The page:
How much does it cost to learn to drive? Driving lesson costs, the price of a driving test and all the extras learners need to budget for

We add up the costs involved in gaining a full driving licence

Learning to drive doesn't come cheap
Learning to drive doesn't come cheap

Learning to drive is a major milestone for many people. It means independence and mobility and opens up work and travel opportunities.

But gaining that freedom doesn’t come cheap, with the cost of lessons, tests and the licence itself adding up.

With some help from LeaseVan, we’ve looked at the costs involved and worked out that it costs £1,278 for the average learner to go from novice to licence-holder.

Driving lessons make up the bulk of the costs but tests can cost up to £75

Here’s how that breaks down.

Provisional Licence

The provisional licence costs £34 for online applications to £43 for postal applications.


Taking driving lessons will undoubtedly be the most costly part of learning to drive. According to the Driver and Vehicle Standards Agency, the average learner driver needs 47 lessons before they pass their test. And on average lessons cost around £24 each, making up £1,128 of the total cost.

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Test costs

A theory test costs £23 for cars, and the standard practical driving test costs £62. If you sit your test in the evening or on a weekend or bank holidays, it will set you back £75.

Plus, if you’re using your instructor’s car, you’ll need to pay for their time as well, which is the equivalent of another hour’s lesson.

Extra costs

There are also costs for additional revision such as a driving test success app like the DVSA one costing £4.99, and a Highway Code book costing £2.

Although not included in the calculation, adding yourself as a named driver to a family car is a great way of gaining extra practice, and this can vary from short-term additional cover from two hours through to 90 days. This means learners can legally drive in a family or friend’s car without affecting their existing policy. According to, this can cost just £8.42 for 3 hours or £59.69 for one week's cover.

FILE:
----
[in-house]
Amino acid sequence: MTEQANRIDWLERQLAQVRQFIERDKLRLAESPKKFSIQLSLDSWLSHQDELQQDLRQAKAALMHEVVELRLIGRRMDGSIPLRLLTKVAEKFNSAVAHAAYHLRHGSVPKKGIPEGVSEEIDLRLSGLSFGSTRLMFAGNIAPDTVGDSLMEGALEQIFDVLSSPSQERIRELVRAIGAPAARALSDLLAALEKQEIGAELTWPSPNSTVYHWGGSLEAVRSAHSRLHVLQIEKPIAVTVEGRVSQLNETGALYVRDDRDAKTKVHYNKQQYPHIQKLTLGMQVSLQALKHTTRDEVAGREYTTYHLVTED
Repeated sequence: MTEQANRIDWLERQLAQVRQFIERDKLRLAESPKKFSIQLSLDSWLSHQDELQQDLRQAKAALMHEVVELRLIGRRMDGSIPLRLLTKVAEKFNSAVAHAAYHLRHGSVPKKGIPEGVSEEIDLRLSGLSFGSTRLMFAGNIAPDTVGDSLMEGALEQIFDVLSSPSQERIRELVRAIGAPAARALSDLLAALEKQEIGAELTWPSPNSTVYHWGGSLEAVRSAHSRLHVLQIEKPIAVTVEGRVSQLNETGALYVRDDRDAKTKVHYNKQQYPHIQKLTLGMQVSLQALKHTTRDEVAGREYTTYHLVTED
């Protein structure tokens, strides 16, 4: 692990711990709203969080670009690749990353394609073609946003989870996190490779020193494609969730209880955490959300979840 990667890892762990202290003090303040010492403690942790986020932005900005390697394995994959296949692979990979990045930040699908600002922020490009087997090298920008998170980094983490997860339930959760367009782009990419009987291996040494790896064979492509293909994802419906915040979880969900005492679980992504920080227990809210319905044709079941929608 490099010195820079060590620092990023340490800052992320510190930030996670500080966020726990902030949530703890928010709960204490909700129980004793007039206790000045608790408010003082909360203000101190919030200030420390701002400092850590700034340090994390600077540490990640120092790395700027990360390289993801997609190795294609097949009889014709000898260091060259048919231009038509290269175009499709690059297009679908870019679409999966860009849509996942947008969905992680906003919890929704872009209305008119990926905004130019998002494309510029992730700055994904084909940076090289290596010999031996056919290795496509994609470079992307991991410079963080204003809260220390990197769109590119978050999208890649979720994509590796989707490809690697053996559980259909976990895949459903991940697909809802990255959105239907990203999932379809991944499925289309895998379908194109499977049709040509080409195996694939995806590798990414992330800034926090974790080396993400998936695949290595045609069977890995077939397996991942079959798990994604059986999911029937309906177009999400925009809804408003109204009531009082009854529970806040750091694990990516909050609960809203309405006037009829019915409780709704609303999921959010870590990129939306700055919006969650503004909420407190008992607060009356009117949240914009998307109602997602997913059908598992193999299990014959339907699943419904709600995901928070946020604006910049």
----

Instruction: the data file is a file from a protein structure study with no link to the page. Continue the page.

How to save money

There are some ways you can cut your costs of learning without compromising.

If you can, try practising in a family car with a suitably qualified driver (they must be over 21 and have held a full licence for at least three years). This will give you more experience without the hourly rate of a lesson.

Block book lessons and look for introductory offers. Many driving schools offer discounts when you book your first lessons or if you book a number of lessons at the same time so see what offers are available near you.

Practise your theory. There are a number of websites and apps that allow you to sit practice theory tests before the real thing, including the official DVSA website, which also includes mock hazard perception tests. Practising beforehand will help test your knowledge and ensure you’re ready to sit the test

If needed, intensive driving courses are also an option where you its can learn to drive in under a week or two. This can often work out quicker and cheaper than spreading lessons over months.

Once you’ve gained your licence there’s then the inevitable costs of running a car so take a look at our lists of the cheapest new cars to buy and insure.